The closest thing to family that Cassie and Vlad have, beyond their pseudo sibling relationship, is the variable Hack/Slash, Inc. team, with emphasis on certain members more than others. Treated like an extended family in and of itself, they tend to call on each other for aid when necessary and even hang out with one another on their better days. However, the latter seems to have mostly fallen by the wayside since the events of ‘Final,’ with only the calls for aid really being the focus anymore. Still, that connection remains the closest to family they have.
Over the years, Cassie has had varying degrees of notoriety, both fame and infamy. Her exploits are practically an urban legend in their own right, not unlike the killers, to the point of being mentioned on a late night supernatural occurrence talk show known as “Late Knight AM” starring retired superhero Alan Knight (long story). While this kind of attention isn’t seen as a bad thing, and she even seems to be a fan of the program to the point of being shocked and embarrassed when called up by the host for a job, it remains a source of random people’s knowledge of the “S.K.K.,” as she is known.
On the fame side, she is well known enough that various people were able to call in to get her to help with their supernatural killers, mostly in the form of slashers, and at their height as calls during the lifetime of Hack/Slash, Inc. On occasion, she has even been attempted to be effectively conscripted into capturing or otherwise helping to research slashers for others such as the unnamed conspiracy tied to Ceutotech, Inc., but to no real effect in their favor. Of course, this also led to or involved some tricks or traps, but the point stands that her cross-country adventures did bring about quite a lot of knowledge from people beyond her own targets.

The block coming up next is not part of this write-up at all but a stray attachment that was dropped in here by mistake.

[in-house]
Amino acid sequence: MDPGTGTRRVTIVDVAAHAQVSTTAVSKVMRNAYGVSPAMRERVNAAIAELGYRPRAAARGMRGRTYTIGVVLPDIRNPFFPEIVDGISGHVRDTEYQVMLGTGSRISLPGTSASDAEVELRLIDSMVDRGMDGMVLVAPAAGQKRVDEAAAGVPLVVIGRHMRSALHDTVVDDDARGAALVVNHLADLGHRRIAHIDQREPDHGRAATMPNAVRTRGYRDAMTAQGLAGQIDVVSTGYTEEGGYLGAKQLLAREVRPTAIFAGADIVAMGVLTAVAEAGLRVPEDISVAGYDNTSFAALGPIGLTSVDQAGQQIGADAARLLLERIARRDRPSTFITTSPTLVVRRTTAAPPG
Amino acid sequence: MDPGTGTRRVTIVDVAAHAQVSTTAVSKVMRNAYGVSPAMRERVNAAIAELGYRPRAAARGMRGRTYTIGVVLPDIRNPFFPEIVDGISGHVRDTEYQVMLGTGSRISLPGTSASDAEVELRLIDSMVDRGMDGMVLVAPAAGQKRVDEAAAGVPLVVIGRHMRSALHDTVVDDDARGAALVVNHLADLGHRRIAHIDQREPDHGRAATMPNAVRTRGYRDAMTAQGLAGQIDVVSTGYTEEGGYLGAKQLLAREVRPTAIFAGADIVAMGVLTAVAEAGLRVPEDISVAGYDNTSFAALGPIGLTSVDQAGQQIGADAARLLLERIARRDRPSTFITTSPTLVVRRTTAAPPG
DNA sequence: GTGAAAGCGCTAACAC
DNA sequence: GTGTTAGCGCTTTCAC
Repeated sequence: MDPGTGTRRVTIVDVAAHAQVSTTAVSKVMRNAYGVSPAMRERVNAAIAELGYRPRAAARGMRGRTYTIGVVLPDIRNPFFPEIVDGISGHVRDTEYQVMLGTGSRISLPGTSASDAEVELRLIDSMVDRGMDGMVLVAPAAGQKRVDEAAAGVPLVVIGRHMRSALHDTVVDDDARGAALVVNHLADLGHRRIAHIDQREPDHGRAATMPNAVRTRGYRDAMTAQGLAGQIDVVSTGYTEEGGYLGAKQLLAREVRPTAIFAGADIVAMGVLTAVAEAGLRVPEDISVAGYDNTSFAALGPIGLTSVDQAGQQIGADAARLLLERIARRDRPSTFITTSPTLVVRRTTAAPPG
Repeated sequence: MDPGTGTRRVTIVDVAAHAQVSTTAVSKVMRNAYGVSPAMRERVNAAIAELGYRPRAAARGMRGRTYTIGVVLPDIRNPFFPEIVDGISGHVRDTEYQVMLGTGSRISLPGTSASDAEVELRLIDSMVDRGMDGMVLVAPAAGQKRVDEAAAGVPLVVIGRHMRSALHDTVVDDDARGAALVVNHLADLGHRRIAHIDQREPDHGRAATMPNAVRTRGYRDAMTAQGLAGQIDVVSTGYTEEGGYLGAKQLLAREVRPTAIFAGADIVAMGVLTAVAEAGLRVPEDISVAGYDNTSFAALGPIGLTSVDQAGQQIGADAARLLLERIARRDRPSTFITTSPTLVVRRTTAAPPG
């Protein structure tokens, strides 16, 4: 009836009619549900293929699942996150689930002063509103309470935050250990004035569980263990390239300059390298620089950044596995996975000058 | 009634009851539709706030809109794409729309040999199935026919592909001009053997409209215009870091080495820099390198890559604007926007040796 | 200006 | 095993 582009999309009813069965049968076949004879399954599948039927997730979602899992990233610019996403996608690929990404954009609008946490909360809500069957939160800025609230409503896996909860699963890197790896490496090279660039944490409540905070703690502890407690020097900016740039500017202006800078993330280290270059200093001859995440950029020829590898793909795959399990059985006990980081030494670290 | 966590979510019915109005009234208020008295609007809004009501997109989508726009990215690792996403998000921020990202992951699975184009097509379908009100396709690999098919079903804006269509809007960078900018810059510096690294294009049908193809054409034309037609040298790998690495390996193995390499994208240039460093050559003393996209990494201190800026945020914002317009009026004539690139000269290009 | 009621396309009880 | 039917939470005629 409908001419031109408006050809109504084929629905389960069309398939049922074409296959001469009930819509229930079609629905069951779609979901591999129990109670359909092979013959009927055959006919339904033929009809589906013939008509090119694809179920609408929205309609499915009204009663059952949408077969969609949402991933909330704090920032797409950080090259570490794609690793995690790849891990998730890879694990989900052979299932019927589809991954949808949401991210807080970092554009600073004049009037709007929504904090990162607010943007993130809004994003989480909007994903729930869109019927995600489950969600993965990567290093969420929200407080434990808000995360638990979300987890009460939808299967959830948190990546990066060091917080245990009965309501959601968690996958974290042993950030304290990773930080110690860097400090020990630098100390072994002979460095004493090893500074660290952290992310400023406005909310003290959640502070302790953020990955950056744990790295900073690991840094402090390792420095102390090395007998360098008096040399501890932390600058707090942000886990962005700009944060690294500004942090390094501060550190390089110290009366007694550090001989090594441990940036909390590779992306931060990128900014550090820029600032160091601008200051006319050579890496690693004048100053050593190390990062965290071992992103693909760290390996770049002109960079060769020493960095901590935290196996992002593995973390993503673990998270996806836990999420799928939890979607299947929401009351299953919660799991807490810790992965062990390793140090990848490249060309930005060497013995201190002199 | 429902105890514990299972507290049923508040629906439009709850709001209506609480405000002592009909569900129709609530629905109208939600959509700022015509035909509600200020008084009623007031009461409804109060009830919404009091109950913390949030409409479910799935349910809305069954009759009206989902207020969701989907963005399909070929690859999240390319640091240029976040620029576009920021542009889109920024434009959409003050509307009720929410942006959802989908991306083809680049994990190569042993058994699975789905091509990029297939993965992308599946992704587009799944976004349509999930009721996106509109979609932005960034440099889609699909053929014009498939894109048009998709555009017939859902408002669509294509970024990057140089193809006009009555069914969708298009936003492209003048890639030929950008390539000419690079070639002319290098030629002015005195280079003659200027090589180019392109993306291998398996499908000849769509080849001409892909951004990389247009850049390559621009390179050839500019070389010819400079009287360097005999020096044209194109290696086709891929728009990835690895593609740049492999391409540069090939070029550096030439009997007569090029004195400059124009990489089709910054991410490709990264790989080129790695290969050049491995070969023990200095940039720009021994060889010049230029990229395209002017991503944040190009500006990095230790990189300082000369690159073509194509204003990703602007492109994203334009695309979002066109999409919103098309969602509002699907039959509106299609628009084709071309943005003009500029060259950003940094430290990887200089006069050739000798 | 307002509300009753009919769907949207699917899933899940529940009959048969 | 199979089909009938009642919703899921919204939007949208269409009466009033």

For infamy, her self-given crusade led her to be known by some assailants even before she personally met them. While some, like Liberty “Libby” Lochs, only really came across her because of her direct actions impacting her family, others, like Charles Lee “Chucky” Ray of the Child’s Play franchise, know of her from sheer scope of her actions. To quote the aforementioned Lakeshore Strangler himself, “Yeah, and you’re Cassie Hack, the Slayer of Killers. You took out some good psychos. Guys after my own heart.”
The fact that her travels involved quite a lot of crimes, including (but by no means limited to) breaking and entering, assault, battery, and arson, among many others, does not help, as keeping off of police watch lists can be difficult (though further discussion of her criminal record can be saved for another time, if we get more police interaction). Even with her rap sheet wiped clean by the police on at least one occasion, the rampant criminal behaviors drive her further toward infamy in the eye of the authorities, even if she is seen as more of a heroic figure to those she saves for the most part.
Cassie’s habit of researching her targets over her eight or more years hunting (despite her comment of six, but that’s mostly irrelevant semantics after some retirement and time travel) proves to be the most common method in regards to finding out their identities and origins. Of course, any hunter would want to know more about their prey, and as she hunts the most dangerous game of all, she has to keep herself up to date on new weak points, be they psychological or physical. A recurring trend is the return of a previous scene with added context through the research as a voiceover, before going on to further attacks to expand on said context, as shown with Angeles Cero in “The Crow: Hack/Slash” #2 with the help of Marcus Grieves’s explanations.